January 12, 2023

Sprout Branches Out

Written and illustrated by Jessika von Innerebner
Roaring Brook Press
40 pp.
Ages 3-7
January 2023
While some young people are happy to stay close to home, there are others who are driven to see what's out there, to take on a challenge of finding their own way and maybe something different and better. This story is for all who wonder about unimaginable opportunities and take the chance to find out.
From Sprout Branches Out by Jessika von Innerebner
Sprout lives on a porch with an assortment of other plants. But Sprout is not growing. She has only two leaves and she is convinced that if she were in the wild with bigger and wiser trees, real light and loads of water then she would flourish. One day, a flyer comes to the house promising a wonderful experience in nature and Sprout packs her bag and says, "Seed ya later!"
From Sprout Branches Out by Jessika von Innerebner
Sprout is encouraged by what she sees in the woods: loads of trees, some so leafy they have beards; animals; bushes; and grass. Then night comes.
She wanted the woods to put leaves on her chest, not make her shake like one!
From Sprout Branches Out by Jessika von Innerebner
 She heads out again, this time reaching an old growth forest where she is sure that with the knowledge of the tall and wise trees she will begin to grow. But their knowledge is far beyond her reach.
Let's dig in so you can hit a growth spurt. We'll start with math and square roots.
Again, Sprout moves on. This time she finds herself in a moist jungle, convinced the excess moisture will do the trick. But it, like the other places, is not what she expects or needs. Of course, this is when she realizes there is no place like home.

Kelowna's Jesssika von Innerebner has illustrated a number of picture books and chapter books, as well as written her own series, Kevin the Unicorn, but Sprout Branches Out is her first book for me to review on CanLit for LittleCanadians. If her wordplay and artwork in Sprout Branches Out is any indication of her talent, then I've been missing out. It's the playfulness of her art and her words that will tickle a young reader–and this old one–while telling a story about growing up and moving on but knowing that home can still be a pretty great place to be. Sprout's innocence is laced with hope for something better but her puns and those of her co-characters take the reader from the serious message to one of laughs. But, Jessika von Innerebner is first and foremost an artist and her illustrations reflect her expertise in bringing images to her message. They are lively and lighthearted and though she may stick primarily with a green palette–appropriate for a story characterized by plants and the wilds of the natural world–she gives us boldness and diversity of colour to show us the richness of Sprout's familiar and unfamiliar worlds.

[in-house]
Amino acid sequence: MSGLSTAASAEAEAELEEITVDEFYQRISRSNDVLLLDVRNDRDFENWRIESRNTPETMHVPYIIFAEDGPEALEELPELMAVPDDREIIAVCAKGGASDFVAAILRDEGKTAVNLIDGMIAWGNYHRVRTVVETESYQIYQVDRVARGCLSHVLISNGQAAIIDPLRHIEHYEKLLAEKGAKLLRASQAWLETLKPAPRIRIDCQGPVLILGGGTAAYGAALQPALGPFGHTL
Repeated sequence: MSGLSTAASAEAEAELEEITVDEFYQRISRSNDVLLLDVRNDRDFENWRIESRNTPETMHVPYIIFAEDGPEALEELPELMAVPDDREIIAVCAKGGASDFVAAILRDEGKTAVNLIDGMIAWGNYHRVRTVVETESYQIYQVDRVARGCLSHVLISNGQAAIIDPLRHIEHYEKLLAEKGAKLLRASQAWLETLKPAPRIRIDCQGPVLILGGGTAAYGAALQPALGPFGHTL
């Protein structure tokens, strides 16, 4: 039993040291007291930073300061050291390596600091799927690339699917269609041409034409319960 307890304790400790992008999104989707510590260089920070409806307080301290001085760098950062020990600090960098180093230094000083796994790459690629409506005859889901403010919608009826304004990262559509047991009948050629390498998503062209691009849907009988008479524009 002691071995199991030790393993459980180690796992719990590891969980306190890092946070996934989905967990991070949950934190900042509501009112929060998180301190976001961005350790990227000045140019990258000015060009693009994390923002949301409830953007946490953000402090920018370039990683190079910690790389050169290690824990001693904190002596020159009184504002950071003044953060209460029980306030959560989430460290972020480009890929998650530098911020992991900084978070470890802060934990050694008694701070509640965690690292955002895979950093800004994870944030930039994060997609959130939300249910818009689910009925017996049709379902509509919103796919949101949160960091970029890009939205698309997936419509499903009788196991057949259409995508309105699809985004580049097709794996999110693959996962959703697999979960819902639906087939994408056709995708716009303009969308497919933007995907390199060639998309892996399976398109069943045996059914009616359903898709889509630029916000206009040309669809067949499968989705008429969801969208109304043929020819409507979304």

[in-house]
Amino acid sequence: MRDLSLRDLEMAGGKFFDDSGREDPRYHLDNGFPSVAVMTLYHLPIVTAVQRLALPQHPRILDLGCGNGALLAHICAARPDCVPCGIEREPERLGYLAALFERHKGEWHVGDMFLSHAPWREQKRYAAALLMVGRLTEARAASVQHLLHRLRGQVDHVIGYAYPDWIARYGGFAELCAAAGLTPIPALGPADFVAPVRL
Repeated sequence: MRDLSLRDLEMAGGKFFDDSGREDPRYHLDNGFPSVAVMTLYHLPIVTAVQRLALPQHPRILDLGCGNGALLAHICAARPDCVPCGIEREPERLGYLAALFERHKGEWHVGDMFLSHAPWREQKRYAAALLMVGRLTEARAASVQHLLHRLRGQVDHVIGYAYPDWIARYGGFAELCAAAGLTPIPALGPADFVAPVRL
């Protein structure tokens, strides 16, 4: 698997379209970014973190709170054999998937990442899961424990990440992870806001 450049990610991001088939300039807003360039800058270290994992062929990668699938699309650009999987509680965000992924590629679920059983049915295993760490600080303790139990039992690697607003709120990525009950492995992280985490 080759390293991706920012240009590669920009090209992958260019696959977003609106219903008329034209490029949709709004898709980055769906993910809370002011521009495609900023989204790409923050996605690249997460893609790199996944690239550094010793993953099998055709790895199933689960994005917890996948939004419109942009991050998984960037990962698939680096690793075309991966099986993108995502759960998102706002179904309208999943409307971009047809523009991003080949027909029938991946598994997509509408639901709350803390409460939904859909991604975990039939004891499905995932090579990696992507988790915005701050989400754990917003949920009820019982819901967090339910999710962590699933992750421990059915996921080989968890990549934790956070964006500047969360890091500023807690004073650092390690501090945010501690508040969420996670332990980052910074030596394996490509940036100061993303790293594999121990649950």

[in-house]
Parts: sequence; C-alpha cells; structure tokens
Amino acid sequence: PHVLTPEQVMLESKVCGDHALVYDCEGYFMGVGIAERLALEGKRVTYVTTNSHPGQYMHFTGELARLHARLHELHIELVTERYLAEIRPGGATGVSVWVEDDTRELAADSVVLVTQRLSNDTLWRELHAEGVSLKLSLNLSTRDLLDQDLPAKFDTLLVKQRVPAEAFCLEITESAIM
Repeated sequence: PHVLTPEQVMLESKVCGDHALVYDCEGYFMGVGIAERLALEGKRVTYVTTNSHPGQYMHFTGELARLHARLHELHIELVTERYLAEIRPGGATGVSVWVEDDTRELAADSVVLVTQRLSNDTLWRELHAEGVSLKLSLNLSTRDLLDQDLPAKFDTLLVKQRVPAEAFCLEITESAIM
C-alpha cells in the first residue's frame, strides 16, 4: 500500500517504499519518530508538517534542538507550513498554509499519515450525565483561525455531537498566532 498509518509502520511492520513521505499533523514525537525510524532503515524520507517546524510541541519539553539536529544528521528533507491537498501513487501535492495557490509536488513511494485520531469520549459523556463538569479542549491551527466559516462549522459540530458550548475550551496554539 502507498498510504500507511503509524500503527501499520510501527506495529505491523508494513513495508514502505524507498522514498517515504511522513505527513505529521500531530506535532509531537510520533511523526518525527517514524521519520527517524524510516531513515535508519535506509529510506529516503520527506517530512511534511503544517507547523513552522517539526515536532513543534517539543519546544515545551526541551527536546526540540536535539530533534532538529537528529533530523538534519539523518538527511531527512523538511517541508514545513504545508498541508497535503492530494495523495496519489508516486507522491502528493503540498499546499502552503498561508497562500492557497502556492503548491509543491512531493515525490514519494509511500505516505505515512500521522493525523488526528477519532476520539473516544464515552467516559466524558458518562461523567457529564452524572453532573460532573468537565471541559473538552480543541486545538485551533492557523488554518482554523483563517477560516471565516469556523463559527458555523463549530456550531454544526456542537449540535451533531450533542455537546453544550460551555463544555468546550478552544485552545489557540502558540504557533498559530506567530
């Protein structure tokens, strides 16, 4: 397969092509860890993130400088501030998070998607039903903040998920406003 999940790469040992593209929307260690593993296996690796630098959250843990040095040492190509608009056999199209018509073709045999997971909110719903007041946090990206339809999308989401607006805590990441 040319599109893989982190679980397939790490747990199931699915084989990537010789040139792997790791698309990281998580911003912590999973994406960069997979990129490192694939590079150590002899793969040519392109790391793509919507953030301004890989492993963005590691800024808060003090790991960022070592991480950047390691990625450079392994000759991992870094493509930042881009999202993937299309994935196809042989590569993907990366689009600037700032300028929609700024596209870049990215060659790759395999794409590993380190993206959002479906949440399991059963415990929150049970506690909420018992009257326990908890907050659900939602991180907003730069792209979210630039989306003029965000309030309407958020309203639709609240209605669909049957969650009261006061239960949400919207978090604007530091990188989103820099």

We all know that the grass isn't always greener on the other side but sometimes you have to go take a look so that you can know how green your grass really is. For some, the journey will encourage us to seek out a new life but for others it will be a reminder that growth can happen at home too. (By the way, if your little one decides to start their own sprout, instructions are included.) For Sprout, she had to go out into the wild to come to the realization that home was a good place for her to grow. I guess branching out can sometimes lead to sticking to your roots.

No comments:

Post a Comment